09 December 2011

Rise Up, Shepherd and the Battle of the Operatic Sopranos

A few years ago my church choir  was preparing for our Christmas program using one of the many standard cantatas available to such choirs.  This particular cantata had an arrangement of the spiritual "Rise Up Shepherd and Follow"--which I'd never heard before--complete with a solo and a solo descant over the choir.  My choir director at the time came up to me one day and asked me to sing the solo because he thought my particular vocal quality would work well with it.  I must admit I was a bit surprised; I'd done solos for him before, but if he ever asked at all, he usually told me to just "pick something."  Up to that point he had never specifically assigned one to me.  I was intrigued.  I learned the song and the solo, quickly falling in love with it.  And that director was right--the solo did suit my booming voice, and I got as many or more compliments on singing it than on any other solo I've sung.  I don't know if it was the particular arrangement or that I've always liked spirituals or what, but I have loved that song ever since.

Recently a friend and I were comparing musical tastes.  We found several things we both enjoy and a few artists or forms of music on which we diverged.  We traded favorite opera singers.  My favorite is one I'm fortunate enough to know personally; her name is Mary Wilson and she is the wife of the choir director I had just before I moved.  I was even lucky enough to take voice lessons with her for a brief time.  Mary has a wicked sense of humor and the voice of an angel.  She is easily the least diva-like Diva I've ever known.  Until I met her, I'd never been particularly big on opera music.  I enjoy the shows and the music itself, but have often been turned off by the more bombastic and overdone voices of many opera singers.  Which is ironic when you think about it, considering my own voice is full and big and dramatic and entirely too similar to many of those singers, though significantly less trained.  Mary's voice is not like that.  She easily has the most pure, natural and lilting voice of any operatic soprano I've ever heard.  It is truly amazing what she can do with a song.  She reaches heights I can't even see and does it with such an unforced grace that you soar right along with her and she sings with such undisguised joy in concert that you can't help but crush on her.  On her website is a page of audio clips intended as a portfolio for future gigs.  On it she has a clip of her singing the "Queen of the Night" from The Magic Flute.  Biased or not, I personally think she is better than the person who sang it in the movie Amadeus.  She can whip out those baroque runs like no one I've ever heard.  When I try them, they stay baroquen.  I just don't have that skill set...but then I suppose that's why she gets paid the big bucks (or at least gets paid) and I don't.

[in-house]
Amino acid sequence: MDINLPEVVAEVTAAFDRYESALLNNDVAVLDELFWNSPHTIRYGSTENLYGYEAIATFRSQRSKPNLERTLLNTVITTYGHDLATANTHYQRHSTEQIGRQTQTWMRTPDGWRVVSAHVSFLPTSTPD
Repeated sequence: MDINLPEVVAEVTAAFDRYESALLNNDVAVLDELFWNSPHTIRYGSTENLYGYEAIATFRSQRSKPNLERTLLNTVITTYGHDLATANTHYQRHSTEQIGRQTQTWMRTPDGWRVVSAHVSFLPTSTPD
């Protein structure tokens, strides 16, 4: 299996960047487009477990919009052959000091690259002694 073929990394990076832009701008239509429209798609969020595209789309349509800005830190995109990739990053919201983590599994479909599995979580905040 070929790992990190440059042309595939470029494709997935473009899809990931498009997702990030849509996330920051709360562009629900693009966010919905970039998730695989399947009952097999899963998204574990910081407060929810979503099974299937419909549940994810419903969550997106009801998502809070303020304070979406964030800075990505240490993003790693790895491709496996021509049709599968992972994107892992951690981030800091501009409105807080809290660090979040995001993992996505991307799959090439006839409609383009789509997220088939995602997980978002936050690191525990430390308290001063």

Anyway, I hadn't intended this as a love letter to Mary (though I do adore her), but as a comparison to my friend's opera singer.  I shared Mary, and she shared with me a singer with whom I was unfamiliar, named Audra McDonald.  Audra has a different type of soprano voice than Mary Wilson, but she is no less awesome.  When I was looking for songs to use this month, I found a video of Audra singing--wait for it--"Rise Up, Shepherd."  (Please--like you didn't see that coming...)  She was amazing.  I particularly love the mesh of classical voice with spiritual style.  Far too many singers perform the song too straight.  It really needs that spiritual flair to, well, rise up.  So, without further ado, here's Audra McDonald singing "Rise Up, Shepherd and Follow."  It's not the whole song, but she's still kinda awesome singing it.

In keeping with our opera theme today, here's the famous Kathleen Battle singing the complete song with the Harlem Boys' Choir for comparison.

And, just because I have to give my friend Mary equal opportunity, go here to listen to her page of audio clips.  I'm telling you, she is stunning.  So go.  Right now.  Listen.  Then tell me she isn't way better than the Amadeus chick.

Meanwhile,  I'm gonna go off now and be crafty for the Celtic Trims blog.

No comments:

Post a Comment